“Citi Foundation has been supporting the programme since the rejuvenation of Lorong Sisi Jalan Yap Ah Loy in 2018,” he said, adding that it was important to recognise the opportunities the city possessed.

“Think City and Citi Foundation aim to encourage different city stakeholders to begin similar projects of their own.

“With the financial grant from Citi Foundation, we intend to continue investing to renew the city towards transforming downtown Kuala Lumpur into a cultural and attractive place.

“Beyond just beautifying the laneway, we want to ensure that the rejuvenation will have practical functions and serve the community in ways that will really benefit them,” Hamdan reiterated.

Citi Foundation chief executive officer Lee Lung Nien said this partnership was a strategic outreach to positively impact society and build more vibrant sustainable urban environments.

DBKL Project Implementation and Building Maintenance Department senior deputy director (architect) Hanum Ain Zainal said that for a city to be truly world-class, it needs to have several characteristics, including abundance of jobs and business opportunities, friendly government as well as public safety.

“However, these characteristics cannot complete the puzzle without the arts, culture and heritage components.

After all, a city without culture is like a city without soul.

“As a fast developing city, DBKL seeks to ensure that any development within Kuala Lumpur reflects greater awareness of urban design excellence, that the city’s heritage is preserved and that it offers high quality, functional and attractive spaces.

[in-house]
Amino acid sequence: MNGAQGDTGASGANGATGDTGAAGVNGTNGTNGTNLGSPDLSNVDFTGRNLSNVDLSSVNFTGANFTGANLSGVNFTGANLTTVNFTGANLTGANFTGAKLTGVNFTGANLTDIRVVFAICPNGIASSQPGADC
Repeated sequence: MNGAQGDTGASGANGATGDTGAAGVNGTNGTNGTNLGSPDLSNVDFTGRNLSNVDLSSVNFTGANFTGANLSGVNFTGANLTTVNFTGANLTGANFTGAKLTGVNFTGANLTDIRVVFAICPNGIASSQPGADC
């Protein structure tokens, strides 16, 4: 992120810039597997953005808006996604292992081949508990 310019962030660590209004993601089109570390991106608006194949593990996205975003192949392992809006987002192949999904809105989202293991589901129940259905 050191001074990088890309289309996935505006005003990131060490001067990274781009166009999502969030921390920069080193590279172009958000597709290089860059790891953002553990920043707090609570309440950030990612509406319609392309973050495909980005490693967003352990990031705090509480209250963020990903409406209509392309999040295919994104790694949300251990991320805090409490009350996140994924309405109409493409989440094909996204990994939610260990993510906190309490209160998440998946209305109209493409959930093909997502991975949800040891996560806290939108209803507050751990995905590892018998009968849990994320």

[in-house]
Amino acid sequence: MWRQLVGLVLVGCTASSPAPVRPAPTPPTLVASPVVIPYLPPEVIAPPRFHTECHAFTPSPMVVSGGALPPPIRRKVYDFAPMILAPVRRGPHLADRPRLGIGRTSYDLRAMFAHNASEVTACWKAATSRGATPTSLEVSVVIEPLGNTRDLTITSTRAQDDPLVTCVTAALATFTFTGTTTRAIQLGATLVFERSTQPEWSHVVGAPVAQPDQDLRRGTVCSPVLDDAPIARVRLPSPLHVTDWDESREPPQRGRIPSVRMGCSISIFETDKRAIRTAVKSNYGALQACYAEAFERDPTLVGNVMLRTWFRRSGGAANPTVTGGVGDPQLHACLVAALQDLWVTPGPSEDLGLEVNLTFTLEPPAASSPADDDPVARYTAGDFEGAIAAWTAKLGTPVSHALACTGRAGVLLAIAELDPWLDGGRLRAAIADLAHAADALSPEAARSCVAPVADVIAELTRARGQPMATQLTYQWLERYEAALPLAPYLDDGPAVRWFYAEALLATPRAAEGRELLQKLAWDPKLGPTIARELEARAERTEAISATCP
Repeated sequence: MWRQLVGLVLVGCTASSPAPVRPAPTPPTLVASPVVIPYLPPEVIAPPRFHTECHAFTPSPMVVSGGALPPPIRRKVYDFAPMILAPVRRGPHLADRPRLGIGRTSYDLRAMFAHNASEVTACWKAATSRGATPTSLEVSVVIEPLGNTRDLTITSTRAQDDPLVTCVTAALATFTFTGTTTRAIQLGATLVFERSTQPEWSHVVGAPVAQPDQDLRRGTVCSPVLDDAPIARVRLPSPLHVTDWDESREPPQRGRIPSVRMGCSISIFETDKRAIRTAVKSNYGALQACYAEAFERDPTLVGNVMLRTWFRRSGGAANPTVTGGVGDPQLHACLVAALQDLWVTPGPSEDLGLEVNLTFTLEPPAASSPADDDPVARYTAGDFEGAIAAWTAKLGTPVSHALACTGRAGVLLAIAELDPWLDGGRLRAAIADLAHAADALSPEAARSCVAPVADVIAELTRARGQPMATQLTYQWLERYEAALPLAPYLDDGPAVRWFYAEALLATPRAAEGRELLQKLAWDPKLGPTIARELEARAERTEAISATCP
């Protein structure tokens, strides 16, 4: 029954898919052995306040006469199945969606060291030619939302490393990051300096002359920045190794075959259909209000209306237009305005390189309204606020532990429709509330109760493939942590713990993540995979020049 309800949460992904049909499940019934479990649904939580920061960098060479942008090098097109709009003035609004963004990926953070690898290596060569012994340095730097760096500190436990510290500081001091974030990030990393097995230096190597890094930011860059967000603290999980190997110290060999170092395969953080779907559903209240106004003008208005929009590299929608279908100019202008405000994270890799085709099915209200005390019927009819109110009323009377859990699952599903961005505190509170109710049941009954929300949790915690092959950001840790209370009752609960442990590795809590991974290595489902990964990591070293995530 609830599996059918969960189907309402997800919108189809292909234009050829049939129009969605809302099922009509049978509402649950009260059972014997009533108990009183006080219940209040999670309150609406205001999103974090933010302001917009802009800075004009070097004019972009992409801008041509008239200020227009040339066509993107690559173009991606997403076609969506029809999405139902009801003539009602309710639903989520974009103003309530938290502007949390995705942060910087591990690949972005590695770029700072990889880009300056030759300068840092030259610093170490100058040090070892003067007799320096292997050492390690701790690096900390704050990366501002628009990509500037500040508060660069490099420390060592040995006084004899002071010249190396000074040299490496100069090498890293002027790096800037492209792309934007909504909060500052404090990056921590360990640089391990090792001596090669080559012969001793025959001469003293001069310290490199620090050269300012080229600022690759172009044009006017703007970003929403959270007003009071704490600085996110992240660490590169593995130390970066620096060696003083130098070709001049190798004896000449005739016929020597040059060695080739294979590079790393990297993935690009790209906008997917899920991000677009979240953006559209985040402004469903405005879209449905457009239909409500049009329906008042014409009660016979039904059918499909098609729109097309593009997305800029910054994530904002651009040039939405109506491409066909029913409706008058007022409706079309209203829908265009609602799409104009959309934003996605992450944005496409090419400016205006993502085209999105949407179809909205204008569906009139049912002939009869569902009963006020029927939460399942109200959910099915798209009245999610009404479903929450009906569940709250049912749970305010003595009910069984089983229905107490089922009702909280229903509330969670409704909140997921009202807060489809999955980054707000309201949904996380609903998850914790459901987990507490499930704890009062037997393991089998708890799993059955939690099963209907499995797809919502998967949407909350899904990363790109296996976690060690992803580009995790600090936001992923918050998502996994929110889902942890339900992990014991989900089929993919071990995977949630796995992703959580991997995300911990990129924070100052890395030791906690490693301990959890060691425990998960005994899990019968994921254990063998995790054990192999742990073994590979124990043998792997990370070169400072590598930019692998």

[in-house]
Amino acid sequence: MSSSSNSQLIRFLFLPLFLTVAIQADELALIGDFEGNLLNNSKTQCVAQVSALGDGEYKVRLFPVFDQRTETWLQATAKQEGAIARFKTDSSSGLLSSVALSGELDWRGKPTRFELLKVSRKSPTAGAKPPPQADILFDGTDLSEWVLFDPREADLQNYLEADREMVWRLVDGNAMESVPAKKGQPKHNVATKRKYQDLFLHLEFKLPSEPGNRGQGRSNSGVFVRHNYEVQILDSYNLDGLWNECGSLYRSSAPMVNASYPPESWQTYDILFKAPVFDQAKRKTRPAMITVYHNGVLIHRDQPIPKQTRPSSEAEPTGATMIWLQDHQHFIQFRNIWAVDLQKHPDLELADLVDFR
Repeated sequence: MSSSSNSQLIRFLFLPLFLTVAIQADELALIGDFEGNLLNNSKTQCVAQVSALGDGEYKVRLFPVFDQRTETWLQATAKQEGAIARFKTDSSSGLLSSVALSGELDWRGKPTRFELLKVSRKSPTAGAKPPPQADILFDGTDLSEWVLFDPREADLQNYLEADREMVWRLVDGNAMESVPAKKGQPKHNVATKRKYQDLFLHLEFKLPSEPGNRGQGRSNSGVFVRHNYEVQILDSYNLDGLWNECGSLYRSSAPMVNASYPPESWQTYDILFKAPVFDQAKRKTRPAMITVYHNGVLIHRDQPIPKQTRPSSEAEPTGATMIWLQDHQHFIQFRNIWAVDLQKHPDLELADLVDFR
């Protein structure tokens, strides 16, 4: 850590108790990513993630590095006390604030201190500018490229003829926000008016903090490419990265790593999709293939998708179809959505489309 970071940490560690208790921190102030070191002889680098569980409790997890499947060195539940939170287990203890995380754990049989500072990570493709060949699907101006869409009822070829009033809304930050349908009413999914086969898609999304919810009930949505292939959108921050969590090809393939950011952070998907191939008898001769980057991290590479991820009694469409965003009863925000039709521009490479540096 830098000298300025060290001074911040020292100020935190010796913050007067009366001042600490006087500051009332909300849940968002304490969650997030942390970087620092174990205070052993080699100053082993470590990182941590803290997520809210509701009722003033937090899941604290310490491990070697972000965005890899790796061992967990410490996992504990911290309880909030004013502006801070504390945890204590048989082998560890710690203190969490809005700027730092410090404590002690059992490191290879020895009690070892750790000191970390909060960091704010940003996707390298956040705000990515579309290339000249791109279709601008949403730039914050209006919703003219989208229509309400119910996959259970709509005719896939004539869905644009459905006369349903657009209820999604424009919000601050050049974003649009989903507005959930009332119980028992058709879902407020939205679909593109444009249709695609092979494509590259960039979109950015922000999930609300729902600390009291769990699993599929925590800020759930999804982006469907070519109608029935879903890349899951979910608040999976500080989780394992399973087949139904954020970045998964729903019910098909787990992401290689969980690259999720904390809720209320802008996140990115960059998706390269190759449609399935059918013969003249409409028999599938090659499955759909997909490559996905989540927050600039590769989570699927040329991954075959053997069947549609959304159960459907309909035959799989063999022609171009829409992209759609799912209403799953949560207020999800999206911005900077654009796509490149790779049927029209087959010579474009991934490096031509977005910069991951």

“Harmonious interweaving of these elements shall shape the distinctive image and identity of Kuala Lumpur,” she said.

“This initiative taken by Think City and Citi Foundation to restore one of Kuala Lumpur’s hidden treasures is very commendable.

“Intervention like this can help not only to revive an area that is neither used well nor safe, it is able to nurture appreciation among today’s generation for our cultural history.

“The Kuala Lumpur Design Month aims to drum up appreciation for the city through programmes related to design, art and technology by engaging relevant stakeholders and communities with the same goal of evolving Kuala Lumpur into a more liveable city.

“We believe this Laneways Improvement initiative truly represents DBKL’s effort, and we look forward to exploring more of cultural involvement and innovative programmes with Think City and Citi Foundation,” added Hanum.

Fong, who was present at the launch of Think City’s Lorong Fest, said he hoped the laneway improvement initiative would create opportunities for businesses and nurture appreciation for cultural history in the city.

Lorong Fest was held at the end of last month in conjunction with Think City’s 10th anniversary celebrations.

The festival’s theme was “Take a walk down Madras Lane” and there was an immediate feeling of 1960s and 1970s nostalgia among visitors.

“Being here today makes me recall certain memories; this is a nostalgic place for me,” said Fong.

Madras Lane in Chinatown was an entertainment hub back in the day, and it was home to Madras Theatre.

This theatre was a hotspot for Kuala Lumpur residents, until it was razed by fire in 1978.

Madras Lane is now called Jalan Sultan and it is famous for Chinese street food.

A variety of cultural performances and activities such as photography exhibition, batik painting, film screening and music performances were held during the festival over a long weekend.

The event also featured stories of some hawkers and vendors who have called the area home for the past 50 years.